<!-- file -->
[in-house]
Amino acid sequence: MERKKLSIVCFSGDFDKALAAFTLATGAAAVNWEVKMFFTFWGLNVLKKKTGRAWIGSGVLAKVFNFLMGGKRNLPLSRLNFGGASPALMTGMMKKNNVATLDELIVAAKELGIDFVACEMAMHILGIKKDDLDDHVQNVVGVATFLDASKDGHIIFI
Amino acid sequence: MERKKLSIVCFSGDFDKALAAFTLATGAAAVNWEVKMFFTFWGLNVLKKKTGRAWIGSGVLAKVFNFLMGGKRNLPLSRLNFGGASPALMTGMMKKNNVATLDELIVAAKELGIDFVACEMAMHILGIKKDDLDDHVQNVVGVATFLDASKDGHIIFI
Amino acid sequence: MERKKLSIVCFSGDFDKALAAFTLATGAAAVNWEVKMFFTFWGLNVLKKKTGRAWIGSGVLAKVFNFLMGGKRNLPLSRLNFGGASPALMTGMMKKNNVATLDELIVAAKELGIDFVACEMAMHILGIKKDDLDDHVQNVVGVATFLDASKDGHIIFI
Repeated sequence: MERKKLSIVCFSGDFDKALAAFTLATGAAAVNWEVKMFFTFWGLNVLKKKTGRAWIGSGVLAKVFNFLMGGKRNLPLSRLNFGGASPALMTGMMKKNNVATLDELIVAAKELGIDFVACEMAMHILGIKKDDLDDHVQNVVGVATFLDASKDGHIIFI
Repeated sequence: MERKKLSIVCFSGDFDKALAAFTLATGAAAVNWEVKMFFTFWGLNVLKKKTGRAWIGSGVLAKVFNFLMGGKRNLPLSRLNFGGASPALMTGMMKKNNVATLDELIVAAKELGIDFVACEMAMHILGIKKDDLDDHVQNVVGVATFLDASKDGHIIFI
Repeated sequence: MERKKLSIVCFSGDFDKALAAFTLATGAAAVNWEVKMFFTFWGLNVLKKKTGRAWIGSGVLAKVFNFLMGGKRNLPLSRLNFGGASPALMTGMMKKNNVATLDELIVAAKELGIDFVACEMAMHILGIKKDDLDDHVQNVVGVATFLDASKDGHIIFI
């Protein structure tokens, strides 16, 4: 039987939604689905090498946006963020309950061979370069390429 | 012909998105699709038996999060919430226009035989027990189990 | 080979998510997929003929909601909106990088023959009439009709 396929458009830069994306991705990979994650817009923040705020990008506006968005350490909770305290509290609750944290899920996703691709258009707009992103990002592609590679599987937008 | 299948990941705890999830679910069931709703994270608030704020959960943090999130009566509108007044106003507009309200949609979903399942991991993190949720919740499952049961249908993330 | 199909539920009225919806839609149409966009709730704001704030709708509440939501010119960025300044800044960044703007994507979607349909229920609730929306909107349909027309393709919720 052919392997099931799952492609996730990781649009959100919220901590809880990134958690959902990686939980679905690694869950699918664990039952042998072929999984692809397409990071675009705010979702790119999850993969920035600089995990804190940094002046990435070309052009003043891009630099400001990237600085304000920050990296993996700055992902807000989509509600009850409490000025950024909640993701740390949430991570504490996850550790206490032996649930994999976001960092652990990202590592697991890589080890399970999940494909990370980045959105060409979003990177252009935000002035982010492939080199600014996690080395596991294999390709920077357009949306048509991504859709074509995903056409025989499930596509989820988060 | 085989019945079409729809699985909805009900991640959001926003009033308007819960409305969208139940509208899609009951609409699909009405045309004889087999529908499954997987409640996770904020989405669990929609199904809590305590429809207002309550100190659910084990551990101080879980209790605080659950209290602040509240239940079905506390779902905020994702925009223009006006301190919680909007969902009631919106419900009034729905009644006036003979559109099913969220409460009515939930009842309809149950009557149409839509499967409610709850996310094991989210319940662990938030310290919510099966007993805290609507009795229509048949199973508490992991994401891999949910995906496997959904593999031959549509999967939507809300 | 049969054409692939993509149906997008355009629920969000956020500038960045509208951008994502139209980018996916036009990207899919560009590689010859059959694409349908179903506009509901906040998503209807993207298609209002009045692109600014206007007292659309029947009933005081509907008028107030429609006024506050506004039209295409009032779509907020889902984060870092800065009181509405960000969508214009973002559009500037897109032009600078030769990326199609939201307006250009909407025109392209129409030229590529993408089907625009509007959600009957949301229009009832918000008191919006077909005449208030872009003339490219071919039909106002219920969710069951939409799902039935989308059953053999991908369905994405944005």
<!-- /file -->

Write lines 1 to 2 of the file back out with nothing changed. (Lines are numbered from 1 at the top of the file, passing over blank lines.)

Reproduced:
[in-house]
Amino acid sequence: MERKKLSIVCFSGDFDKALAAFTLATGAAAVNWEVKMFFTFWGLNVLKKKTGRAWIGSGVLAKVFNFLMGGKRNLPLSRLNFGGASPALMTGMMKKNNVATLDELIVAAKELGIDFVACEMAMHILGIKKDDLDDHVQNVVGVATFLDASKDGHIIFI